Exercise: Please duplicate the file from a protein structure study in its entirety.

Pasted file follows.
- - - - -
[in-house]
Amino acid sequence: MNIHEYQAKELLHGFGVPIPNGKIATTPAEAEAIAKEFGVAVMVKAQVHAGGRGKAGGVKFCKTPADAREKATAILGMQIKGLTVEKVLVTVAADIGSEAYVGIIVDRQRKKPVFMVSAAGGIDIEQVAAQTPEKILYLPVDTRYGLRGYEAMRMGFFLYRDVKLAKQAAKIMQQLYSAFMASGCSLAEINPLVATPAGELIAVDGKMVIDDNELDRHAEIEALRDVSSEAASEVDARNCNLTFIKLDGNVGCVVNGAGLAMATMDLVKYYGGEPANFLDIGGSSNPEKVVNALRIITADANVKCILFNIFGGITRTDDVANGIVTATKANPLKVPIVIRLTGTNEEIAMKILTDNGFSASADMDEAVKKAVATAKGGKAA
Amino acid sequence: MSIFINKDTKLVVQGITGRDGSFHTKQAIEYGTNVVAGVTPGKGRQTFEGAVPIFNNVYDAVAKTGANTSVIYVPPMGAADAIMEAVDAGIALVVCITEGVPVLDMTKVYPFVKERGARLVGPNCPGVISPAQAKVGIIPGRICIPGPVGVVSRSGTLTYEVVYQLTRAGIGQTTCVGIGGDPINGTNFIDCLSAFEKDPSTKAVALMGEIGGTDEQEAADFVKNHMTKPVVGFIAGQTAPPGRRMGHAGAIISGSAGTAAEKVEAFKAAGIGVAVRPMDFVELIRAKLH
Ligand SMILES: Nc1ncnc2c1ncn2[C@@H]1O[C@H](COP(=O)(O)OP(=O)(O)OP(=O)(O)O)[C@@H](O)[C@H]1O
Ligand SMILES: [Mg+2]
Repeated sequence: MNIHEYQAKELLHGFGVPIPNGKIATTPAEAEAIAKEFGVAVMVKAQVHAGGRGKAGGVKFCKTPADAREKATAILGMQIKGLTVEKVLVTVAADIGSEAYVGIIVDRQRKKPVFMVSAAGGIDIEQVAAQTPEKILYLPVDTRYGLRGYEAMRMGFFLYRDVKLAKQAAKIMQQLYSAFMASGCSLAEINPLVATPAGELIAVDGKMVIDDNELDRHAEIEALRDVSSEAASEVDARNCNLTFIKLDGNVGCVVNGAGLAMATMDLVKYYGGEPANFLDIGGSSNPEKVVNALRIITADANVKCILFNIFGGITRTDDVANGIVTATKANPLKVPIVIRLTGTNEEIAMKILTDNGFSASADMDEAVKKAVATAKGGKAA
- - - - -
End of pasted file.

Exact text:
[in-house]
Amino acid sequence: MNIHEYQAKELLHGFGVPIPNGKIATTPAEAEAIAKEFGVAVMVKAQVHAGGRGKAGGVKFCKTPADAREKATAILGMQIKGLTVEKVLVTVAADIGSEAYVGIIVDRQRKKPVFMVSAAGGIDIEQVAAQTPEKILYLPVDTRYGLRGYEAMRMGFFLYRDVKLAKQAAKIMQQLYSAFMASGCSLAEINPLVATPAGELIAVDGKMVIDDNELDRHAEIEALRDVSSEAASEVDARNCNLTFIKLDGNVGCVVNGAGLAMATMDLVKYYGGEPANFLDIGGSSNPEKVVNALRIITADANVKCILFNIFGGITRTDDVANGIVTATKANPLKVPIVIRLTGTNEEIAMKILTDNGFSASADMDEAVKKAVATAKGGKAA
Amino acid sequence: MSIFINKDTKLVVQGITGRDGSFHTKQAIEYGTNVVAGVTPGKGRQTFEGAVPIFNNVYDAVAKTGANTSVIYVPPMGAADAIMEAVDAGIALVVCITEGVPVLDMTKVYPFVKERGARLVGPNCPGVISPAQAKVGIIPGRICIPGPVGVVSRSGTLTYEVVYQLTRAGIGQTTCVGIGGDPINGTNFIDCLSAFEKDPSTKAVALMGEIGGTDEQEAADFVKNHMTKPVVGFIAGQTAPPGRRMGHAGAIISGSAGTAAEKVEAFKAAGIGVAVRPMDFVELIRAKLH
Ligand SMILES: Nc1ncnc2c1ncn2[C@@H]1O[C@H](COP(=O)(O)OP(=O)(O)OP(=O)(O)O)[C@@H](O)[C@H]1O
Ligand SMILES: [Mg+2]
Repeated sequence: MNIHEYQAKELLHGFGVPIPNGKIATTPAEAEAIAKEFGVAVMVKAQVHAGGRGKAGGVKFCKTPADAREKATAILGMQIKGLTVEKVLVTVAADIGSEAYVGIIVDRQRKKPVFMVSAAGGIDIEQVAAQTPEKILYLPVDTRYGLRGYEAMRMGFFLYRDVKLAKQAAKIMQQLYSAFMASGCSLAEINPLVATPAGELIAVDGKMVIDDNELDRHAEIEALRDVSSEAASEVDARNCNLTFIKLDGNVGCVVNGAGLAMATMDLVKYYGGEPANFLDIGGSSNPEKVVNALRIITADANVKCILFNIFGGITRTDDVANGIVTATKANPLKVPIVIRLTGTNEEIAMKILTDNGFSASADMDEAVKKAVATAKGGKAA